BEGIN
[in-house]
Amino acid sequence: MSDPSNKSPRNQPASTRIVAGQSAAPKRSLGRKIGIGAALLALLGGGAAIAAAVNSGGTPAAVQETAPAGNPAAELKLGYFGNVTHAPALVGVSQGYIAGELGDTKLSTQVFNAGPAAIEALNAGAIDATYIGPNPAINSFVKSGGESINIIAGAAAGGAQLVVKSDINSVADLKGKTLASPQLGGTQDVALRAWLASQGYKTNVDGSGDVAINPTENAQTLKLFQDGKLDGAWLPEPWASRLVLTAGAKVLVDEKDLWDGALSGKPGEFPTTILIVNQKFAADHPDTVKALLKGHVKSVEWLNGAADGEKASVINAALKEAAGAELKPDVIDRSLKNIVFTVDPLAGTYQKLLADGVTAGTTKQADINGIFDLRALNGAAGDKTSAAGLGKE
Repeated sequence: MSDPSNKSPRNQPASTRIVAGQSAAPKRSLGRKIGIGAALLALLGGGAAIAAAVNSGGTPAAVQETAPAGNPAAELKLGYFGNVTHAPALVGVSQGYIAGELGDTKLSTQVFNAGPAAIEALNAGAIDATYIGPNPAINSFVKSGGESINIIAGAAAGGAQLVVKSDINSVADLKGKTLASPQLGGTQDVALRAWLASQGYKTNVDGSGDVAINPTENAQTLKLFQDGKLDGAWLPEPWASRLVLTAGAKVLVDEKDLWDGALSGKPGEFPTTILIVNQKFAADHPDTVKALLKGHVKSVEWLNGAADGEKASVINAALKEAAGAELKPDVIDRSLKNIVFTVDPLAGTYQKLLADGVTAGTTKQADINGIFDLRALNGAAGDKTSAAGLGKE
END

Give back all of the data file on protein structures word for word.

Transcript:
[in-house]
Amino acid sequence: MSDPSNKSPRNQPASTRIVAGQSAAPKRSLGRKIGIGAALLALLGGGAAIAAAVNSGGTPAAVQETAPAGNPAAELKLGYFGNVTHAPALVGVSQGYIAGELGDTKLSTQVFNAGPAAIEALNAGAIDATYIGPNPAINSFVKSGGESINIIAGAAAGGAQLVVKSDINSVADLKGKTLASPQLGGTQDVALRAWLASQGYKTNVDGSGDVAINPTENAQTLKLFQDGKLDGAWLPEPWASRLVLTAGAKVLVDEKDLWDGALSGKPGEFPTTILIVNQKFAADHPDTVKALLKGHVKSVEWLNGAADGEKASVINAALKEAAGAELKPDVIDRSLKNIVFTVDPLAGTYQKLLADGVTAGTTKQADINGIFDLRALNGAAGDKTSAAGLGKE
Repeated sequence: MSDPSNKSPRNQPASTRIVAGQSAAPKRSLGRKIGIGAALLALLGGGAAIAAAVNSGGTPAAVQETAPAGNPAAELKLGYFGNVTHAPALVGVSQGYIAGELGDTKLSTQVFNAGPAAIEALNAGAIDATYIGPNPAINSFVKSGGESINIIAGAAAGGAQLVVKSDINSVADLKGKTLASPQLGGTQDVALRAWLASQGYKTNVDGSGDVAINPTENAQTLKLFQDGKLDGAWLPEPWASRLVLTAGAKVLVDEKDLWDGALSGKPGEFPTTILIVNQKFAADHPDTVKALLKGHVKSVEWLNGAADGEKASVINAALKEAAGAELKPDVIDRSLKNIVFTVDPLAGTYQKLLADGVTAGTTKQADINGIFDLRALNGAAGDKTSAAGLGKE